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Old 09-08-2019, 11:02 AM
 
Location: Midwest
1,277 posts, read 1,853,786 times
Reputation: 965

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Quote:
Originally Posted by kyb01 View Post
It's also a very white place so white in fact that I wonder if the reasons are the same as the reasons Portland and Oregon are so white: black exclusion laws.
Minneapolis the city was 60% non-hispanic white in 2010 and is probably less so now. That a far cry from "very" white, although it is still majority white. It also has the largest Somali population of any big city in America, the largest Native American population of any big city in America (maybe you've heard of AIM?), and St. Paul has the largest Hmong population.

All you would have to do was google search Minneapolis black exclusion laws to answer your question. Instead you basically just made up a really wild unsubstantiated allegation....

Minnesota is a rough environment to live in (and even moreso before modern construction and heating) and attracted a lot of Scandinavian farm types because it was very similar to the environment they were used to. Before it was America it was French and catholic, so a different story than the British colonies. Black people started moving there in number around the same time they started migrating to Chicago and other points north in the great migrations. Yes there were some racial problems in MN, especially in the north with some lynchings. No they haven't solved everything in the present day. One of the interesting tensions (at least back when I lived there) is that between Somali immigrants and African-Americans.
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Old 09-08-2019, 11:27 AM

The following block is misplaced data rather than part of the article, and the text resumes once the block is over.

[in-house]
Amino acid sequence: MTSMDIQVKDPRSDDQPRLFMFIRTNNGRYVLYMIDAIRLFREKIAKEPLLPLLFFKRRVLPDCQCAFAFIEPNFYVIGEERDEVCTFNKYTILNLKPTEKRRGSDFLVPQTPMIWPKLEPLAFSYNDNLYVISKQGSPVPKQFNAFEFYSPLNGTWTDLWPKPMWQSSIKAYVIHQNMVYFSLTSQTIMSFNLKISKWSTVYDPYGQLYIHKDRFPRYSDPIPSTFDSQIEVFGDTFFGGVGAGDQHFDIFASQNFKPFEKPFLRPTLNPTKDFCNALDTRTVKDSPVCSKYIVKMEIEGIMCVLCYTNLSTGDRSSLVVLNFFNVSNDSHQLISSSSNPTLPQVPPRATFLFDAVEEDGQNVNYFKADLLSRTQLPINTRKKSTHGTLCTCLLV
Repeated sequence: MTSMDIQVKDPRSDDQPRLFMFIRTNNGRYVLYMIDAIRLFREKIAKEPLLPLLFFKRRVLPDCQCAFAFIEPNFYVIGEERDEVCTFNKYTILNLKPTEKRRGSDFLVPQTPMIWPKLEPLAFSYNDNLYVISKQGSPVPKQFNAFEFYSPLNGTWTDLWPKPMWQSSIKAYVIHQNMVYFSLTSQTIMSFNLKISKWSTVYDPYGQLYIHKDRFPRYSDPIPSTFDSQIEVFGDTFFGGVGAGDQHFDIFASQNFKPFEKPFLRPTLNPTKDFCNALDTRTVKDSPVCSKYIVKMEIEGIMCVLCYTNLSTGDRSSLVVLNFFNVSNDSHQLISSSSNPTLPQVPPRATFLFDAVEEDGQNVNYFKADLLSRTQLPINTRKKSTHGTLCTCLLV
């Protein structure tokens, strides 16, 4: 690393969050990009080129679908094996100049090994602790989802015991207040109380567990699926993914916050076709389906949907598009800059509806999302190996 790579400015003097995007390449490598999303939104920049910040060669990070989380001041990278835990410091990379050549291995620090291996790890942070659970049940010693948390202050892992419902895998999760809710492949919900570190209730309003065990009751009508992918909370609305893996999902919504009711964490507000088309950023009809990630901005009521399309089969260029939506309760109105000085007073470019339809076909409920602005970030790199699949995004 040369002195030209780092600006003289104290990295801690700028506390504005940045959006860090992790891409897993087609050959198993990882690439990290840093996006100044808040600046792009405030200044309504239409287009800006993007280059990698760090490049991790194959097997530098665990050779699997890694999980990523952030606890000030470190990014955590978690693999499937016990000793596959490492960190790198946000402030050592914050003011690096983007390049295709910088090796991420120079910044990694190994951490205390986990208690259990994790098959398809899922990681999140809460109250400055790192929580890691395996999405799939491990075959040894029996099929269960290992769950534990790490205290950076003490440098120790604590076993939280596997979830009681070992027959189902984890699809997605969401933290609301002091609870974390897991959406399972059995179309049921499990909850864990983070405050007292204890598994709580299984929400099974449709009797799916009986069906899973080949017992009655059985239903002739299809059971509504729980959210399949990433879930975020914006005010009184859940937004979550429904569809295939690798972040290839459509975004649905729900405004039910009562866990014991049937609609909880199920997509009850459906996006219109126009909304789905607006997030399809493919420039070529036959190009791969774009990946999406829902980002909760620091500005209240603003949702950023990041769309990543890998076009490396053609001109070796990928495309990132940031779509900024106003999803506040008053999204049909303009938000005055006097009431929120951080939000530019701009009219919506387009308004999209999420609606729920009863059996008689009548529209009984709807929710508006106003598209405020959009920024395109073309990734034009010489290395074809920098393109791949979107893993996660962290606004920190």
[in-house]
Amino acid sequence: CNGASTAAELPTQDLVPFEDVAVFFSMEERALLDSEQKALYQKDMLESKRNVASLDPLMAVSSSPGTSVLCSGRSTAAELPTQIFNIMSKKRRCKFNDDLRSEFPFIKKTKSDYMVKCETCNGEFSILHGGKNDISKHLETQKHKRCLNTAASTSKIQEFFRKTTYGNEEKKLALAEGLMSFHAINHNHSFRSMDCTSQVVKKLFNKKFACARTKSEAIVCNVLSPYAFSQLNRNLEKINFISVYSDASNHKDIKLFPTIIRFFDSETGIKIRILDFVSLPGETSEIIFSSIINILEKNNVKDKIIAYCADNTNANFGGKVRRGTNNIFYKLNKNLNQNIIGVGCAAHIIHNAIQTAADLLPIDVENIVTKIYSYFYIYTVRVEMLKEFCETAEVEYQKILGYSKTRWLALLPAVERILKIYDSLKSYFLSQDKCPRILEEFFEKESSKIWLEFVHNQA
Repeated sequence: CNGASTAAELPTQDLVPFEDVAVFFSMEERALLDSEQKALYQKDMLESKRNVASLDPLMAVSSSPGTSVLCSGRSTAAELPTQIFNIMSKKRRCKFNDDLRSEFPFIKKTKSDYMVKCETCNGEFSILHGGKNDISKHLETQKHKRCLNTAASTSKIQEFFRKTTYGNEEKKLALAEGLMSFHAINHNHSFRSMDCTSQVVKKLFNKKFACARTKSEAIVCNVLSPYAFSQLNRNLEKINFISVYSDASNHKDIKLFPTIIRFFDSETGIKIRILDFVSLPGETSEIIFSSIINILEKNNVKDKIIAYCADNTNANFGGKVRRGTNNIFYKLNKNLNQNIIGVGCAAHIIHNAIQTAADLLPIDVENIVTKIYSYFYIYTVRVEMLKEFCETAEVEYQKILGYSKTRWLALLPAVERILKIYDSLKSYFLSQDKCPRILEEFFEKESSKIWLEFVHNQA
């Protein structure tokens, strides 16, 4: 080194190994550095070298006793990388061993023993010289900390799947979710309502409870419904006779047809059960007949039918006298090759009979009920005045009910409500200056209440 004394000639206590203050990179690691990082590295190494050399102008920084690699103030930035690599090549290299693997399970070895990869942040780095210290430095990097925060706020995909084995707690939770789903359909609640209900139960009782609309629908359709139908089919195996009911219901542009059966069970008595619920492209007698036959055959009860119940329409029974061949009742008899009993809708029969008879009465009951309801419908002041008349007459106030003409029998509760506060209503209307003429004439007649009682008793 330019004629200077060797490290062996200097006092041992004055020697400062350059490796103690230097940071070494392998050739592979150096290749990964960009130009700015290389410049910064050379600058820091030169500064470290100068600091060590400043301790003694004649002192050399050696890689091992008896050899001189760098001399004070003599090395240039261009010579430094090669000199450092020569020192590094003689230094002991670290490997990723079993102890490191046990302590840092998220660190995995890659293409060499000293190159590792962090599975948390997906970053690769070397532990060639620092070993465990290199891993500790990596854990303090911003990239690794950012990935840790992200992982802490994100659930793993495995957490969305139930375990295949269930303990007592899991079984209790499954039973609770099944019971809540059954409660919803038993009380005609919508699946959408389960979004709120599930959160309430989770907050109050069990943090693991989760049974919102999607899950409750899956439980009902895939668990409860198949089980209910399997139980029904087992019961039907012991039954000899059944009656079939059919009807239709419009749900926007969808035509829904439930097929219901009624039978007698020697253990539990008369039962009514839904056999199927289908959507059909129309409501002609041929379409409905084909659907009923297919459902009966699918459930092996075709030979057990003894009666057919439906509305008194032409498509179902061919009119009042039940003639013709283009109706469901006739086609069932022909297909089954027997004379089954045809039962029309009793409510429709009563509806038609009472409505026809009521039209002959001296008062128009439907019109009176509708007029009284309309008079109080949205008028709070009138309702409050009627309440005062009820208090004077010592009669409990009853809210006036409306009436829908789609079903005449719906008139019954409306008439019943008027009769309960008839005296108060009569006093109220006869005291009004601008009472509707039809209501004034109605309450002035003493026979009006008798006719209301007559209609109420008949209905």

9,996 posts, read 5,672,739 times
Reputation: 3522
Quote:
Originally Posted by FamousBlueRaincoat View Post
Minneapolis the city was 60% non-hispanic white in 2010 and is probably less so now. That a far cry from "very" white, although it is still majority white. It also has the largest Somali population of any big city in America, the largest Native American population of any big city in America (maybe you've heard of AIM?), and St. Paul has the largest Hmong population.

All you would have to do was google search Minneapolis black exclusion laws to answer your question. Instead you basically just made up a really wild unsubstantiated allegation....

Minnesota is a rough environment to live in (and even moreso before modern construction and heating) and attracted a lot of Scandinavian farm types because it was very similar to the environment they were used to. Before it was America it was French and catholic, so a different story than the British colonies. Black people started moving there in number around the same time they started migrating to Chicago and other points north in the great migrations. Yes there were some racial problems in MN, especially in the north with some lynchings. No they haven't solved everything in the present day. One of the interesting tensions (at least back when I lived there) is that between Somali immigrants and African-Americans.
I asked a question I thought was asked politely. You answered it. You didn't have to accuse me of something that was not my intention.
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Old 09-08-2019, 08:47 PM
 
818 posts, read 492,486 times
Reputation: 1124
Quote:
Originally Posted by Patmcpsu View Post